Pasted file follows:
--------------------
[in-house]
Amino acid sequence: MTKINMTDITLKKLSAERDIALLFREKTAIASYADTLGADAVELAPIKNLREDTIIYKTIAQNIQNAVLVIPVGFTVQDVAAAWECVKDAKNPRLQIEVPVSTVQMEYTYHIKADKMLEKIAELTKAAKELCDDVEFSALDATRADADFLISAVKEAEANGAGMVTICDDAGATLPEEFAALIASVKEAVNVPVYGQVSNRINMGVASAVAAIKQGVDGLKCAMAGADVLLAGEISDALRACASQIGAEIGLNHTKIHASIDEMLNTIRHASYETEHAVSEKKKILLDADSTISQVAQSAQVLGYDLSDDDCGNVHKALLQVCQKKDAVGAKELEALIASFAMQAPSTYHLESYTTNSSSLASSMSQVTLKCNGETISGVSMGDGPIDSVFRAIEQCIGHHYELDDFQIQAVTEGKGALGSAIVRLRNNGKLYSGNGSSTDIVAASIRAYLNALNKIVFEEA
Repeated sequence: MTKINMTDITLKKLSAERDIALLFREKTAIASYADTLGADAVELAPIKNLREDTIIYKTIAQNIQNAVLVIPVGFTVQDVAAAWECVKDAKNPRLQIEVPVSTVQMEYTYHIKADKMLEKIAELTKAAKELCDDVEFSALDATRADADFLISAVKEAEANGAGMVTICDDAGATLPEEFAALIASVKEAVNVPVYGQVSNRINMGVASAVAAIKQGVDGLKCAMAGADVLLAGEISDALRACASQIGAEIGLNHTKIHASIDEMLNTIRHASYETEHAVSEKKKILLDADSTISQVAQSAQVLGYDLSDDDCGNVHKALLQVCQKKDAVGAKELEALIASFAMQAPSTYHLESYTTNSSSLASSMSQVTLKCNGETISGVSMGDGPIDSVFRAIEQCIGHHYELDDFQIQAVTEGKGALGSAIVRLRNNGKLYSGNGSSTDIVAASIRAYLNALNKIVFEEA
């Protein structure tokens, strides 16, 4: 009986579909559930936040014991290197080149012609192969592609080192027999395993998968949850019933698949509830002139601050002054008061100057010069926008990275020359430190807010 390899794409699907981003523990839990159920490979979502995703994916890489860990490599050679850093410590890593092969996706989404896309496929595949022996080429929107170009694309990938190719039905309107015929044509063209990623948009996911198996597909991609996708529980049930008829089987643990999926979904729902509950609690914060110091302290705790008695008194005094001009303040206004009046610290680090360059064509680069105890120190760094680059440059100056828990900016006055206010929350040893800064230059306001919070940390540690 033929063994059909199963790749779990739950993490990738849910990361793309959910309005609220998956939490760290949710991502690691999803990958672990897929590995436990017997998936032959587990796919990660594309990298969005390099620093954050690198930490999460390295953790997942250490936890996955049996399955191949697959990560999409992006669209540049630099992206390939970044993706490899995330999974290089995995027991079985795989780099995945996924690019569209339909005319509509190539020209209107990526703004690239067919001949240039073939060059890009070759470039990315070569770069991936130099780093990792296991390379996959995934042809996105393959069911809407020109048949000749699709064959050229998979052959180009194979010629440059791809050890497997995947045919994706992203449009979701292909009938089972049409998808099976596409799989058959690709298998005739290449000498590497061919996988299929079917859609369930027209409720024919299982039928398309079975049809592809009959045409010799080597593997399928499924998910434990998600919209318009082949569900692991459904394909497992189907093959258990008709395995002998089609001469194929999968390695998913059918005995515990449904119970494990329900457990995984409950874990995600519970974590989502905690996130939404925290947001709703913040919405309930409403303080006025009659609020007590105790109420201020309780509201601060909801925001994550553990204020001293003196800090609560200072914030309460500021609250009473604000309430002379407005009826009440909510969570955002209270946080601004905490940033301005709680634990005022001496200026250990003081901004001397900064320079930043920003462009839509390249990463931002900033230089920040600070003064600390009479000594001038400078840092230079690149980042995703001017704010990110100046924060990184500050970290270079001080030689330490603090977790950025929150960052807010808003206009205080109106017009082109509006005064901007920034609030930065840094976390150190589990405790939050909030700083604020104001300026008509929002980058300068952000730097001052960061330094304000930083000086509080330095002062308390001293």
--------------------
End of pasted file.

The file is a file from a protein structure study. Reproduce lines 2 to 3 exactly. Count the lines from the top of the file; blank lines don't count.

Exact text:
Amino acid sequence: MTKINMTDITLKKLSAERDIALLFREKTAIASYADTLGADAVELAPIKNLREDTIIYKTIAQNIQNAVLVIPVGFTVQDVAAAWECVKDAKNPRLQIEVPVSTVQMEYTYHIKADKMLEKIAELTKAAKELCDDVEFSALDATRADADFLISAVKEAEANGAGMVTICDDAGATLPEEFAALIASVKEAVNVPVYGQVSNRINMGVASAVAAIKQGVDGLKCAMAGADVLLAGEISDALRACASQIGAEIGLNHTKIHASIDEMLNTIRHASYETEHAVSEKKKILLDADSTISQVAQSAQVLGYDLSDDDCGNVHKALLQVCQKKDAVGAKELEALIASFAMQAPSTYHLESYTTNSSSLASSMSQVTLKCNGETISGVSMGDGPIDSVFRAIEQCIGHHYELDDFQIQAVTEGKGALGSAIVRLRNNGKLYSGNGSSTDIVAASIRAYLNALNKIVFEEA
Repeated sequence: MTKINMTDITLKKLSAERDIALLFREKTAIASYADTLGADAVELAPIKNLREDTIIYKTIAQNIQNAVLVIPVGFTVQDVAAAWECVKDAKNPRLQIEVPVSTVQMEYTYHIKADKMLEKIAELTKAAKELCDDVEFSALDATRADADFLISAVKEAEANGAGMVTICDDAGATLPEEFAALIASVKEAVNVPVYGQVSNRINMGVASAVAAIKQGVDGLKCAMAGADVLLAGEISDALRACASQIGAEIGLNHTKIHASIDEMLNTIRHASYETEHAVSEKKKILLDADSTISQVAQSAQVLGYDLSDDDCGNVHKALLQVCQKKDAVGAKELEALIASFAMQAPSTYHLESYTTNSSSLASSMSQVTLKCNGETISGVSMGDGPIDSVFRAIEQCIGHHYELDDFQIQAVTEGKGALGSAIVRLRNNGKLYSGNGSSTDIVAASIRAYLNALNKIVFEEA